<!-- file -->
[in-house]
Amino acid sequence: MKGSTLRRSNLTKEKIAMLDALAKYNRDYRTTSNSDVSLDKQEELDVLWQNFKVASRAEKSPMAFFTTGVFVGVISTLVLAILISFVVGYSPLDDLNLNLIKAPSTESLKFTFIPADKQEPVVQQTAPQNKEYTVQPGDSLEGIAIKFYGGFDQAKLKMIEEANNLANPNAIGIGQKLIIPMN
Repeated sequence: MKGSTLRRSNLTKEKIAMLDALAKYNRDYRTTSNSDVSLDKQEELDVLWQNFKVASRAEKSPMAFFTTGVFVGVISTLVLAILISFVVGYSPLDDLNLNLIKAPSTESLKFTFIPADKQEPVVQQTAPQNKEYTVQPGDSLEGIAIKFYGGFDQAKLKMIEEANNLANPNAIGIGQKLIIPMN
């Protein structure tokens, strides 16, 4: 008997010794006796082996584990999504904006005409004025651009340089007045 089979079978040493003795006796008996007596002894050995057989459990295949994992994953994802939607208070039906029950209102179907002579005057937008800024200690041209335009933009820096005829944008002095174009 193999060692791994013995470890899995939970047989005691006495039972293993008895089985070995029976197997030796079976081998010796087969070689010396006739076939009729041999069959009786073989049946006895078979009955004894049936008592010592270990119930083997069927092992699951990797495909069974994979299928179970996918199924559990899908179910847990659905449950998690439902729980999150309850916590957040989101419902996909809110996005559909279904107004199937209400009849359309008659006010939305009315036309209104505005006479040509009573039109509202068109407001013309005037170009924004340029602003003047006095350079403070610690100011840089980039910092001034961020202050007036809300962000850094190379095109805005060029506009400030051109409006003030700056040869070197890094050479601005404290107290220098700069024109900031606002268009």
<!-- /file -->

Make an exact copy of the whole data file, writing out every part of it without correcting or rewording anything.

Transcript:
[in-house]
Amino acid sequence: MKGSTLRRSNLTKEKIAMLDALAKYNRDYRTTSNSDVSLDKQEELDVLWQNFKVASRAEKSPMAFFTTGVFVGVISTLVLAILISFVVGYSPLDDLNLNLIKAPSTESLKFTFIPADKQEPVVQQTAPQNKEYTVQPGDSLEGIAIKFYGGFDQAKLKMIEEANNLANPNAIGIGQKLIIPMN
Repeated sequence: MKGSTLRRSNLTKEKIAMLDALAKYNRDYRTTSNSDVSLDKQEELDVLWQNFKVASRAEKSPMAFFTTGVFVGVISTLVLAILISFVVGYSPLDDLNLNLIKAPSTESLKFTFIPADKQEPVVQQTAPQNKEYTVQPGDSLEGIAIKFYGGFDQAKLKMIEEANNLANPNAIGIGQKLIIPMN
């Protein structure tokens, strides 16, 4: 008997010794006796082996584990999504904006005409004025651009340089007045 089979079978040493003795006796008996007596002894050995057989459990295949994992994953994802939607208070039906029950209102179907002579005057937008800024200690041209335009933009820096005829944008002095174009 193999060692791994013995470890899995939970047989005691006495039972293993008895089985070995029976197997030796079976081998010796087969070689010396006739076939009729041999069959009786073989049946006895078979009955004894049936008592010592270990119930083997069927092992699951990797495909069974994979299928179970996918199924559990899908179910847990659905449950998690439902729980999150309850916590957040989101419902996909809110996005559909279904107004199937209400009849359309008659006010939305009315036309209104505005006479040509009573039109509202068109407001013309005037170009924004340029602003003047006095350079403070610690100011840089980039910092001034961020202050007036809300962000850094190379095109805005060029506009400030051109409006003030700056040869070197890094050479601005404290107290220098700069024109900031606002268009």